Light, Sound and Waves

Peacocks’ mating resonance

Stories from Physics for 11-14 14-16 IOP RESOURCES

A study of the biomechanics of male peacocks’ tail feathers during their mating displays suggests that the oscillations are controlled in such a way that the iridescent eyespots remain nearly stationary in order to captivate female birds. Researchers used high-speed video to determine that male peacocks generated a pulsating sound by rubbing their feathers together at a mean frequency of 26.5 Hz. The peacocks were capable of vibrating their feathers at, or near to, their resonant frequencies in a manner that stimulated maximum amplitude vibrations for minimum energy expenditure and the oscillations typically had a node near the eyespot of the feather.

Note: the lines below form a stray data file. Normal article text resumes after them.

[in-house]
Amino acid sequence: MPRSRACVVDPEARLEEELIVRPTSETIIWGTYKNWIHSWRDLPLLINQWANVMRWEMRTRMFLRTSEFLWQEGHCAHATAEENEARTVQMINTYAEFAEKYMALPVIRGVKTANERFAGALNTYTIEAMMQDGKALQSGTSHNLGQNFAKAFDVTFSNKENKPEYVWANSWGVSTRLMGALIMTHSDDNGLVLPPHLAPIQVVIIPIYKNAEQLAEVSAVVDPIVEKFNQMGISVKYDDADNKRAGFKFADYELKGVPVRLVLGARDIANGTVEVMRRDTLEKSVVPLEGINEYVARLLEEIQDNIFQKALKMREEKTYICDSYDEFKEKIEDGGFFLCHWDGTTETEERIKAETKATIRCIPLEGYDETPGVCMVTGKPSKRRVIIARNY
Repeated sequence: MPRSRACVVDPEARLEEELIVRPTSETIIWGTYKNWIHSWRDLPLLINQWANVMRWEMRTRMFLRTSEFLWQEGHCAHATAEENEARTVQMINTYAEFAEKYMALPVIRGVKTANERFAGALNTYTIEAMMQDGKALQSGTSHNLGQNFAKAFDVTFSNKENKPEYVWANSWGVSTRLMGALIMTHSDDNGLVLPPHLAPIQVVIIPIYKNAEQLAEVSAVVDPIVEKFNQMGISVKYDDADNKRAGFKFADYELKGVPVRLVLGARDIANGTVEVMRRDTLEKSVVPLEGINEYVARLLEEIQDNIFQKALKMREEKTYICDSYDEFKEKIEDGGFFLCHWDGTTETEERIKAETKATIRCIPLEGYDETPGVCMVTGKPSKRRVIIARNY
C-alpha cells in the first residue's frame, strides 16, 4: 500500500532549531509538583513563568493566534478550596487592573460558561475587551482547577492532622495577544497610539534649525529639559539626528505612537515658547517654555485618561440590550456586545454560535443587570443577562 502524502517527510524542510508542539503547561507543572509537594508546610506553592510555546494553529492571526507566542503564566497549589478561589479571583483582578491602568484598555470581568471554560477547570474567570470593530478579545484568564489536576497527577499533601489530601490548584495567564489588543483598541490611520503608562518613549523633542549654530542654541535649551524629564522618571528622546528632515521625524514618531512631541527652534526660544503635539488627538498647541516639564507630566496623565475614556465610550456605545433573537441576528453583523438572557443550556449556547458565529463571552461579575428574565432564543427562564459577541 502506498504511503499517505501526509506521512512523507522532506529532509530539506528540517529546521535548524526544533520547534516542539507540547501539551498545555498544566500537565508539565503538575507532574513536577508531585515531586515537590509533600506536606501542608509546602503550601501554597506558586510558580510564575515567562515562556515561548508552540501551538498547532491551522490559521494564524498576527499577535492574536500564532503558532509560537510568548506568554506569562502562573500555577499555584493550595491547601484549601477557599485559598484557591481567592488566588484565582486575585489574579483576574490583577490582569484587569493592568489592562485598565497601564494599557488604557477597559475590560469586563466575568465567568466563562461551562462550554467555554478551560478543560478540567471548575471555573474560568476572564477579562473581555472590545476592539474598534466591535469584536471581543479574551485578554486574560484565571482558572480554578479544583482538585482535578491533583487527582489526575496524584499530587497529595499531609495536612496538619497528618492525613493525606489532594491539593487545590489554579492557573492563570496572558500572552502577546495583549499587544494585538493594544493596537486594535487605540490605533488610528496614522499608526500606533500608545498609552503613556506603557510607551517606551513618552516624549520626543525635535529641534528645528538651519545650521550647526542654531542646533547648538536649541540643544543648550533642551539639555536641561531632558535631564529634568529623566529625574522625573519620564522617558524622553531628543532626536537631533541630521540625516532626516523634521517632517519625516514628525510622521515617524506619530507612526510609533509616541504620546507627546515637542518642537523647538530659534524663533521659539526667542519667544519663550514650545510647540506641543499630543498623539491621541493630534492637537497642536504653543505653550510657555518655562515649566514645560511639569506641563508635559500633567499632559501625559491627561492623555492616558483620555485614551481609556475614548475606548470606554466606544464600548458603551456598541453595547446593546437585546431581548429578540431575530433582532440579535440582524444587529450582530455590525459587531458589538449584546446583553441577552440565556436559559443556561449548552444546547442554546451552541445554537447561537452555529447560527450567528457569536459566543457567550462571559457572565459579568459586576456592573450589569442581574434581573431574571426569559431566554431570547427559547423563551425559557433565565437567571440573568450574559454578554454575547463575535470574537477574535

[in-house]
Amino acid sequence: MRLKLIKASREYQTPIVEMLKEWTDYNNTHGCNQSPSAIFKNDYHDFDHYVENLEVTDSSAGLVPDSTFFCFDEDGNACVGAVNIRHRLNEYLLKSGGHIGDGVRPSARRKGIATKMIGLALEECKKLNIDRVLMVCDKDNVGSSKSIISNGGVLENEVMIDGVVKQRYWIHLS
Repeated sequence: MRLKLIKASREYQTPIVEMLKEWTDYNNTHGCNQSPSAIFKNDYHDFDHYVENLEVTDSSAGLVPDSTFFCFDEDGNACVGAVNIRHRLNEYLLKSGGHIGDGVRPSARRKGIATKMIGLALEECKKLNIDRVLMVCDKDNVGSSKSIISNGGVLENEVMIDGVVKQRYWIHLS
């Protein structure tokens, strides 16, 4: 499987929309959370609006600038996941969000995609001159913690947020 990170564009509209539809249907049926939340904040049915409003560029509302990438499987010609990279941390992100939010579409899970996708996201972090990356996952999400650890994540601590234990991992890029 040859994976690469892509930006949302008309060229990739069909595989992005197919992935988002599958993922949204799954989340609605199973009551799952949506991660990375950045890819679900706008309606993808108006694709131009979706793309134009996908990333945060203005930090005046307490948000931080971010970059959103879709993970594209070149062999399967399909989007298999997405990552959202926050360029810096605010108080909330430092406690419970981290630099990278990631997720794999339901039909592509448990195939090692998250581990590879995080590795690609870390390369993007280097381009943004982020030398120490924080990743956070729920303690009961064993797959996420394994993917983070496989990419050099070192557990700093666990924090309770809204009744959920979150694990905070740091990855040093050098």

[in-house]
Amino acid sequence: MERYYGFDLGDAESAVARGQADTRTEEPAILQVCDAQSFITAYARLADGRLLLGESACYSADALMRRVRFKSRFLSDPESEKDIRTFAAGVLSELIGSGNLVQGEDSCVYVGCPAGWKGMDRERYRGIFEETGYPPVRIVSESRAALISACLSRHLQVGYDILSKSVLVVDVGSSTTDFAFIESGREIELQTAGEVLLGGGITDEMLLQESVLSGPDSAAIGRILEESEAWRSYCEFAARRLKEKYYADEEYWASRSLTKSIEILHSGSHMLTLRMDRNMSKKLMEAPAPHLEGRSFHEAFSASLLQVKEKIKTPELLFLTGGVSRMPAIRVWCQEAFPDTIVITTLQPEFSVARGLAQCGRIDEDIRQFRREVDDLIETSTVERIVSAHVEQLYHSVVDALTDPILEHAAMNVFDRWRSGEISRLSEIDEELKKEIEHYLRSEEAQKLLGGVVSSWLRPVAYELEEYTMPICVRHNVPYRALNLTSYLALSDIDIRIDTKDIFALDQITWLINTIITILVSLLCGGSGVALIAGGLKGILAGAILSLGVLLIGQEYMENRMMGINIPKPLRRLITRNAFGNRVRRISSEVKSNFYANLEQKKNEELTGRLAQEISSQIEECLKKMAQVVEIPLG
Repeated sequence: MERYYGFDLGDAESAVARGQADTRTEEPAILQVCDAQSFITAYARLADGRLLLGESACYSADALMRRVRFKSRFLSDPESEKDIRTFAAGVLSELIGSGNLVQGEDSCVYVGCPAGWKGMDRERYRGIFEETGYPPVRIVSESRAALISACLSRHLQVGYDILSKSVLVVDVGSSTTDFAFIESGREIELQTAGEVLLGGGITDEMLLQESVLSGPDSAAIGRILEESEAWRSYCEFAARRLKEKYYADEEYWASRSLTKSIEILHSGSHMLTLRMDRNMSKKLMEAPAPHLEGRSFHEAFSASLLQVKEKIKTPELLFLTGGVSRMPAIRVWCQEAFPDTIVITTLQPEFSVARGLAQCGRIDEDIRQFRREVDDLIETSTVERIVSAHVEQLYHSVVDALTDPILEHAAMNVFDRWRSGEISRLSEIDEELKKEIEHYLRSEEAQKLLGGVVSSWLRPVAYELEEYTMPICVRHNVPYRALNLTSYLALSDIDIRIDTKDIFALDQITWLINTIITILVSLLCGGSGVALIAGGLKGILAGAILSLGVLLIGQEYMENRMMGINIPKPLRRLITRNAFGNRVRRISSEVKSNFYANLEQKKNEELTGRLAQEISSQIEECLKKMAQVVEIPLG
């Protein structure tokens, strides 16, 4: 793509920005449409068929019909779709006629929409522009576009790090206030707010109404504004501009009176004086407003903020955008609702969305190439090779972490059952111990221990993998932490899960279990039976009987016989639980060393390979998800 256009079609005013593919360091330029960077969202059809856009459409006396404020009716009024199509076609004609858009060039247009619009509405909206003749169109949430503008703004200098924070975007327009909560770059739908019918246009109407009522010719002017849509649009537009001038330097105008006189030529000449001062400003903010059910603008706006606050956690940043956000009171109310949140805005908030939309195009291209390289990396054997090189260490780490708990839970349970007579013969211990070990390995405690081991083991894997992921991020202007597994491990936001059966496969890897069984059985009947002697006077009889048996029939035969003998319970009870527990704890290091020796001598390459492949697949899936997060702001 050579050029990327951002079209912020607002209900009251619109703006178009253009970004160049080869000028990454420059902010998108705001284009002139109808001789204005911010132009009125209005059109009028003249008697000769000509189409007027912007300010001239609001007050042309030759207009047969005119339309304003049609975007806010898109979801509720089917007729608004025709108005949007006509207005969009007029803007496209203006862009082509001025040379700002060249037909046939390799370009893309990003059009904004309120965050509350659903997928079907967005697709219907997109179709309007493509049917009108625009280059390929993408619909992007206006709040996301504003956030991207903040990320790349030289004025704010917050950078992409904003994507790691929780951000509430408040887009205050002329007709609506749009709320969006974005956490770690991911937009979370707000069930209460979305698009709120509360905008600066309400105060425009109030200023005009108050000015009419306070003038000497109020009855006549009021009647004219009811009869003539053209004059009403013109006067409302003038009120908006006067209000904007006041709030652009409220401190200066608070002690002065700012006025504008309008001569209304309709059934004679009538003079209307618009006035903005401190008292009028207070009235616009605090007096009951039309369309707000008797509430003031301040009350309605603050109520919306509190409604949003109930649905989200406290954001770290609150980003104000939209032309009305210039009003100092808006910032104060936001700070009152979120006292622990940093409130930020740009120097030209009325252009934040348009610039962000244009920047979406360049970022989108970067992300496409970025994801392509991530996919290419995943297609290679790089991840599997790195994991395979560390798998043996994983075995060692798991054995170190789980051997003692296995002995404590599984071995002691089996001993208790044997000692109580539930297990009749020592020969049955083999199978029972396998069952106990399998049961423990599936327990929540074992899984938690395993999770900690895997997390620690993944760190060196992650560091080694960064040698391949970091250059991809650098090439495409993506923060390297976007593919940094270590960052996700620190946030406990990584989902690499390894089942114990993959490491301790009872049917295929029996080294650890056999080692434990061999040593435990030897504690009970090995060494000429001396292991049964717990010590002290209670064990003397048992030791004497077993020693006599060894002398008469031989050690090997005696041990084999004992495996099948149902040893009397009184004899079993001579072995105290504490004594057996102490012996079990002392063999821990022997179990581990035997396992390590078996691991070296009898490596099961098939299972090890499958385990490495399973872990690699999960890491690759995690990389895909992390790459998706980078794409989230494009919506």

is a special case of Oscillation
is exhibited by Resonating System
can be analysed using the quantity Resonant Frequency Natural Frequency
Limit Less Campaign

Support our manifesto for change

The IOP wants to support young people to fulfil their potential by doing physics. Please sign the manifesto today so that we can show our politicians there is widespread support for improving equity and inclusion across the education sector.

Sign today